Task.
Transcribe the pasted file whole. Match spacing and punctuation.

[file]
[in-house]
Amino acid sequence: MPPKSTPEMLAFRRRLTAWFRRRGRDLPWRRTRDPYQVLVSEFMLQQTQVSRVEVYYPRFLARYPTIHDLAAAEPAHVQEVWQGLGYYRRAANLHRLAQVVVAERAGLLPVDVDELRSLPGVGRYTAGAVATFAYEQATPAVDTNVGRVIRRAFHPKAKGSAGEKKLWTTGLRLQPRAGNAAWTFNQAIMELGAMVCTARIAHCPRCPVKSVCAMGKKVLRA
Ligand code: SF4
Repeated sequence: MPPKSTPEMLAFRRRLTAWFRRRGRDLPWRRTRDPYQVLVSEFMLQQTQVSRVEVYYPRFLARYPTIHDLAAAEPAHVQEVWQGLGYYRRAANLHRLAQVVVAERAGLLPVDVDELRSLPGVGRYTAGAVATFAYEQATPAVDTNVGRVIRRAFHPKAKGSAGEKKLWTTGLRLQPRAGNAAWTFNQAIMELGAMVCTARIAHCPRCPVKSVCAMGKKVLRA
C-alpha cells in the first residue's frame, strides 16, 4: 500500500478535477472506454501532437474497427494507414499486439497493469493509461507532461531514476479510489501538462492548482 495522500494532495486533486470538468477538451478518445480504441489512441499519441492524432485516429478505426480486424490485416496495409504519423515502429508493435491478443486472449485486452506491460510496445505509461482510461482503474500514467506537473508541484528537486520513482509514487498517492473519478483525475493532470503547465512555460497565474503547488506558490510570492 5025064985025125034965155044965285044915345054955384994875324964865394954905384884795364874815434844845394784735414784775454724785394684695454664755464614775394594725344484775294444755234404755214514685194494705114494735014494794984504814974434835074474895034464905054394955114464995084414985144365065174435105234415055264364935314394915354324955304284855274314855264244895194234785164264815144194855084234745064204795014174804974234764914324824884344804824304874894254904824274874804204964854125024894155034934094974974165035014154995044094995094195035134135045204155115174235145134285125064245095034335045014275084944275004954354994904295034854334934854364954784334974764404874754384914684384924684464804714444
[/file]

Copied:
[in-house]
Amino acid sequence: MPPKSTPEMLAFRRRLTAWFRRRGRDLPWRRTRDPYQVLVSEFMLQQTQVSRVEVYYPRFLARYPTIHDLAAAEPAHVQEVWQGLGYYRRAANLHRLAQVVVAERAGLLPVDVDELRSLPGVGRYTAGAVATFAYEQATPAVDTNVGRVIRRAFHPKAKGSAGEKKLWTTGLRLQPRAGNAAWTFNQAIMELGAMVCTARIAHCPRCPVKSVCAMGKKVLRA
Ligand code: SF4
Repeated sequence: MPPKSTPEMLAFRRRLTAWFRRRGRDLPWRRTRDPYQVLVSEFMLQQTQVSRVEVYYPRFLARYPTIHDLAAAEPAHVQEVWQGLGYYRRAANLHRLAQVVVAERAGLLPVDVDELRSLPGVGRYTAGAVATFAYEQATPAVDTNVGRVIRRAFHPKAKGSAGEKKLWTTGLRLQPRAGNAAWTFNQAIMELGAMVCTARIAHCPRCPVKSVCAMGKKVLRA
C-alpha cells in the first residue's frame, strides 16, 4: 500500500478535477472506454501532437474497427494507414499486439497493469493509461507532461531514476479510489501538462492548482 495522500494532495486533486470538468477538451478518445480504441489512441499519441492524432485516429478505426480486424490485416496495409504519423515502429508493435491478443486472449485486452506491460510496445505509461482510461482503474500514467506537473508541484528537486520513482509514487498517492473519478483525475493532470503547465512555460497565474503547488506558490510570492 5025064985025125034965155044965285044915345054955384994875324964865394954905384884795364874815434844845394784735414784775454724785394684695454664755464614775394594725344484775294444755234404755214514685194494705114494735014494794984504814974434835074474895034464905054394955114464995084414985144365065174435105234415055264364935314394915354324955304284855274314855264244895194234785164264815144194855084234745064204795014174804974234764914324824884344804824304874894254904824274874804204964854125024894155034934094974974165035014154995044094995094195035134135045204155115174235145134285125064245095034335045014275084944275004954354994904295034854334934854364954784334974764404874754384914684384924684464804714444